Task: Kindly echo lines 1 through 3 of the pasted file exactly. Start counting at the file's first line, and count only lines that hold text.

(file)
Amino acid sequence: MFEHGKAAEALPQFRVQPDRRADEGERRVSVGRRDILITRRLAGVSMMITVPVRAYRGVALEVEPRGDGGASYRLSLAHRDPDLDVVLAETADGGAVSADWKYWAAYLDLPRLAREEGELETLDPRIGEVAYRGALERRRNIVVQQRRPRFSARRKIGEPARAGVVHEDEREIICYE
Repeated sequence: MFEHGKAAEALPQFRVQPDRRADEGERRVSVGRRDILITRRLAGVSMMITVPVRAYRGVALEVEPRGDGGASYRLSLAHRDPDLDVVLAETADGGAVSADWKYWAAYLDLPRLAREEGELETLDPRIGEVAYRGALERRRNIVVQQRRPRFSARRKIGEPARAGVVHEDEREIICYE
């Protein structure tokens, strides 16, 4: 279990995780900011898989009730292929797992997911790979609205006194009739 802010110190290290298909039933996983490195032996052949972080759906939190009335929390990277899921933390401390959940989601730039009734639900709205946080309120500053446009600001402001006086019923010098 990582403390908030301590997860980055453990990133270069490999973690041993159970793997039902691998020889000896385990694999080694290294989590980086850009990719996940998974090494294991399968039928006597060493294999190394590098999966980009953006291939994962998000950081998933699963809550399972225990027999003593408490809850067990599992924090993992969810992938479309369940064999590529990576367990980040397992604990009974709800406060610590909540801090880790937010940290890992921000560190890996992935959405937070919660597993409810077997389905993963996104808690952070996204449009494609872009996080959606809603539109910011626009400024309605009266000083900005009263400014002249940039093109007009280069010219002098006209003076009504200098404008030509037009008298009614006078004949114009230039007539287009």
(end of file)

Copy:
Amino acid sequence: MFEHGKAAEALPQFRVQPDRRADEGERRVSVGRRDILITRRLAGVSMMITVPVRAYRGVALEVEPRGDGGASYRLSLAHRDPDLDVVLAETADGGAVSADWKYWAAYLDLPRLAREEGELETLDPRIGEVAYRGALERRRNIVVQQRRPRFSARRKIGEPARAGVVHEDEREIICYE
Repeated sequence: MFEHGKAAEALPQFRVQPDRRADEGERRVSVGRRDILITRRLAGVSMMITVPVRAYRGVALEVEPRGDGGASYRLSLAHRDPDLDVVLAETADGGAVSADWKYWAAYLDLPRLAREEGELETLDPRIGEVAYRGALERRRNIVVQQRRPRFSARRKIGEPARAGVVHEDEREIICYE
């Protein structure tokens, strides 16, 4: 279990995780900011898989009730292929797992997911790979609205006194009739 802010110190290290298909039933996983490195032996052949972080759906939190009335929390990277899921933390401390959940989601730039009734639900709205946080309120500053446009600001402001006086019923010098 990582403390908030301590997860980055453990990133270069490999973690041993159970793997039902691998020889000896385990694999080694290294989590980086850009990719996940998974090494294991399968039928006597060493294999190394590098999966980009953006291939994962998000950081998933699963809550399972225990027999003593408490809850067990599992924090993992969810992938479309369940064999590529990576367990980040397992604990009974709800406060610590909540801090880790937010940290890992921000560190890996992935959405937070919660597993409810077997389905993963996104808690952070996204449009494609872009996080959606809603539109910011626009400024309605009266000083900005009263400014002249940039093109007009280069010219002098006209003076009504200098404008030509037009008298009614006078004949114009230039007539287009």